‘Living is the new winning’: Pastors share emotional pain of pandemic

Johannesburg Catholic priest Father Lawrence Mduduzi Ndlovu.
Picture: Supplied

As the third wave of Covid-19 continues to rage across the country, many pastors are drawing on reserves to cope under the strains and weariness felt in recent months.

The emotional strain of the epidemic is taking a toll on not only congregants but also church leaders.

“I can say we are praying up a storm [to keep on going], but I will be lying. I have lost aunts, uncles, friends and my best friend died last week from Covid-19. We have households who are in poverty. I had to watch a person who was like a mother to me die in a Covid-19 ward at Milpark Hospital this week. To be honest, we are taking it one day at a time,” Johannesburg Catholic priest Father Lawrence Mduduzi Ndlovu said.

Ndlovu said this week alone he had to do three funerals for congregants who died of Covid-19. “I have been informed of another one for next week, so you just go as it goes.

“Unfortunately there is not sufficient care and support for us. In terms of wellness [counselling], there isn’t really anything for priests and people who are working in that kind of space.”

Ndlovu, who contracted the virus last year, said as he tries to console congregants who are testing positive for the virus, his own family and loved ones are not spared.

“Right now, my own sister and stepmother have tested positive for Covid-19. You have to be a brother for somebody and a priest to another. It’s been very tough. Our people call us because they want us to pray with them.”

Ndlovu said church leaders continuously need to find new ways to try lead their congregations into what is likely to be a new world of prayer, worship and religious practices — guidance and grief counselling too.

“I can’t tell you how many phone calls I have done and prayer meetings I have done over the phone. A friend of mine was driving her mother to hospital [when she phoned but unfortunately her mom] didn’t make it.

“I have been [half] joking to friends of mine, saying that after all of this I want to go on some sort of a mini-sabbatical, because it’s the most difficult and painful thing to go through.

“It is one thing to be offering support to people, but it is a whole other thing when you yourself are also affected in many ways. It has drawn us to the depths of our humanity.

“We live in a time where living is the new winning. The only thing that keeps me going is the fact that I am awake and healthy. The most basic things have become the most precious things.”

Senior pastor at Borwa Fellowship of Believers in Westonaria, Rev Zakes Jali.
Senior pastor at Borwa Fellowship of Believers in Westonaria, Rev Zakes Jali. Picture: Supplied

Senior pastor at the Borwa Fellowship of Believers in Westonaria, Rev Zakes Jali, told TimesLIVE they had to relocate their church in town to the township to be closer to the congregation.

“Before the first lockdown, our numbers had started picking up well and the finances were sufficient to run the church’s weekly needs, like the keyboard player’s stipend, electricity, food parcels for the needy families, and some pastoral allowance,” Jali said.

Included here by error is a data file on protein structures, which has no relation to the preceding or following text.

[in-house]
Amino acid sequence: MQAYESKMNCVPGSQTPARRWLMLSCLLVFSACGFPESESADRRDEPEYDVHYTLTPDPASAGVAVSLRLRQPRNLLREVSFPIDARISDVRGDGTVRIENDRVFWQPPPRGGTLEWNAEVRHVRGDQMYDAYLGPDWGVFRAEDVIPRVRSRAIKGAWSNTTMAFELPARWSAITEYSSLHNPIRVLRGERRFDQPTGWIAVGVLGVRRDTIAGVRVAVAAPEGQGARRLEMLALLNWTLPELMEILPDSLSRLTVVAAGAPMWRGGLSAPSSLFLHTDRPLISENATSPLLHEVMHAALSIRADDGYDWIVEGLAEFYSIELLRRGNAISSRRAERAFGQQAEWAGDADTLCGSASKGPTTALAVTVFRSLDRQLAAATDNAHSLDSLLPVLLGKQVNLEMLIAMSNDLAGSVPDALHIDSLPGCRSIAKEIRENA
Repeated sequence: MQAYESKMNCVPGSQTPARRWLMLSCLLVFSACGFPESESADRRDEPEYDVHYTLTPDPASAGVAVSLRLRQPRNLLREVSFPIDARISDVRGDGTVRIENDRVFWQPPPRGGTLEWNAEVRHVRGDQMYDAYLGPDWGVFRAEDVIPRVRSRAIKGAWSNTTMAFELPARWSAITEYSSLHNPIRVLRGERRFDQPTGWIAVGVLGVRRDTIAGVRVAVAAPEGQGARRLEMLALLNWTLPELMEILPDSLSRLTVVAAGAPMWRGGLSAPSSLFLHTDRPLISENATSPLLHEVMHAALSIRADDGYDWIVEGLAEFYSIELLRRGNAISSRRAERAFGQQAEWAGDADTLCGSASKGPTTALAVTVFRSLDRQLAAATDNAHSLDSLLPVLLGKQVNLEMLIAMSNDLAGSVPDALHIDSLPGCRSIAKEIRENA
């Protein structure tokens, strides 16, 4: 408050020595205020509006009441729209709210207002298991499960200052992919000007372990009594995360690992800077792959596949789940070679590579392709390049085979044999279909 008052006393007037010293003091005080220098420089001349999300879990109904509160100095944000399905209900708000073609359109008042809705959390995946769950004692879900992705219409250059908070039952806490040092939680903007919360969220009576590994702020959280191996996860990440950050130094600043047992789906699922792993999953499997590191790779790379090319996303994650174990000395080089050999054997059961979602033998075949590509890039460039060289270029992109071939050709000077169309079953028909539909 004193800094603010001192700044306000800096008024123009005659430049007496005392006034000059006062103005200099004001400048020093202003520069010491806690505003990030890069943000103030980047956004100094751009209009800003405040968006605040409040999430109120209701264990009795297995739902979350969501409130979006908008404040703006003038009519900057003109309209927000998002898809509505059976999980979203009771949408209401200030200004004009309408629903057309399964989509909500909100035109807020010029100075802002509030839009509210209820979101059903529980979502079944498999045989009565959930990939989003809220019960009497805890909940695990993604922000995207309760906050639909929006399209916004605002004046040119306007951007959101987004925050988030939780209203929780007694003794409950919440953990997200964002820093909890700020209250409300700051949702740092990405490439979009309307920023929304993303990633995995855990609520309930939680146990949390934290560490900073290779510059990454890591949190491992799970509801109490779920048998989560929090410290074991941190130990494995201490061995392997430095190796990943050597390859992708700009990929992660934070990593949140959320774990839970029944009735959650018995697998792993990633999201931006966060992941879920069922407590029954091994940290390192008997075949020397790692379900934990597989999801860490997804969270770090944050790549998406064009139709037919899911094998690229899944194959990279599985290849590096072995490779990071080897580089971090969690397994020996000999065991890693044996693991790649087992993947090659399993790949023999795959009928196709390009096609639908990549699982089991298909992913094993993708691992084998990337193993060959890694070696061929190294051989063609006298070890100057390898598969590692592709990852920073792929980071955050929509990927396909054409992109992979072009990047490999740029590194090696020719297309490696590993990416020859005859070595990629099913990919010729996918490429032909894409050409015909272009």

“Since the lockdown, our church never recovered and all those weekly expenses are now the pastor’s responsibility. Being affected in my own personal finances, I have been struggling to sustain the church from my own pocket. I had to terminate the keyboard player agreement, we now use backtracks.”

The church also had to cancel the food parcels and he is only able to assist in worst-case scenarios from his own pocket. But that has not been sufficient.

“I ended up having to call friends and family members to assist me. All this can be very stressful as we preach a gospel of provision and it feels so wrong to become a beggar just to survive and assist others to survive.

“The adjusted level 4 added salt on the bleeding wound. I do understand that government has a duty to protect lives and hence the closure of congregational services. However, those depending on the offering of the saints are left exposed to poverty and depression.”

Kwaito legend turned pastor Kabelo Mabalane. File photo.
Kwaito legend turned pastor Kabelo Mabalane. File photo. Picture: Alon Skuy

Head of pastoral care at Rhema Church, Kabelo Mabalane, said religious leaders were not immune to the pandemic.

“Like everybody else there are some who’ve lost loved ones, there are some who have someone under their spiritual care in hospital fighting for their lives or they themselves are affected with the virus,” he said.

“Truth be told, this has taken a toll emotionally. But we have the privilege of having the life-infused, life-giving word of God at our disposal and that is what is assisting and ensuring those who are still standing to persevere.”

Mabalane said he highlighted to the pastors of the church that he tries to fill his cup first before filling someone else’s.

“How can you refresh [others] if you yourself aren’t refreshed? It’s vital to serve from a place of overflow rather than emptiness, especially because pastors give so much of themselves. It’s part of the calling.

“Like many organisations, we have had to look at various ways of how we can ‘keep the main things the main things’ and strive to be as prudent as possible with our resources in this temporary unsettling period.

“I have lost an uncle, colleagues and friends to Covid-19. I am a survivor myself and the gratitude of still being here is one of things I use to keep me going.”

By Iavan Pijoos – TimesLIVE